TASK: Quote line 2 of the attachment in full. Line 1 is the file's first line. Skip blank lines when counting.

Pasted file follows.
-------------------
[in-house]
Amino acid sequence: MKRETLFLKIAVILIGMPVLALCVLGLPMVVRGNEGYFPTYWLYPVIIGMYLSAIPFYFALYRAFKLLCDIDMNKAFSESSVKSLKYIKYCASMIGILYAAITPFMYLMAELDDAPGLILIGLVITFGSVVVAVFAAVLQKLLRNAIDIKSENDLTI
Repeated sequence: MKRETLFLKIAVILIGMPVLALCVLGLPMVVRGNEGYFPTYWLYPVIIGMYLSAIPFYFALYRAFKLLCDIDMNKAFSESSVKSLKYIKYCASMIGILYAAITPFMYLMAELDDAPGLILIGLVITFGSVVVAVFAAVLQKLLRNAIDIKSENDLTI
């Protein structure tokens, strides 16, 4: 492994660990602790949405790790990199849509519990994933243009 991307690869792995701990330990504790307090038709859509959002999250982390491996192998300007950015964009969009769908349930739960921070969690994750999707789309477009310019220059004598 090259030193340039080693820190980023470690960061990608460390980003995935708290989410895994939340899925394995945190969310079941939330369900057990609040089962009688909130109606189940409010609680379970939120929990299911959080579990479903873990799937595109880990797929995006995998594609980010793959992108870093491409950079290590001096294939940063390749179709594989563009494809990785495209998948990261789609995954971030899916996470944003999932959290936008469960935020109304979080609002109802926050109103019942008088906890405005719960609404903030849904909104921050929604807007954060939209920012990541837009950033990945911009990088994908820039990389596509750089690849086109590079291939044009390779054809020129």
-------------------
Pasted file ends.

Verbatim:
Amino acid sequence: MKRETLFLKIAVILIGMPVLALCVLGLPMVVRGNEGYFPTYWLYPVIIGMYLSAIPFYFALYRAFKLLCDIDMNKAFSESSVKSLKYIKYCASMIGILYAAITPFMYLMAELDDAPGLILIGLVITFGSVVVAVFAAVLQKLLRNAIDIKSENDLTI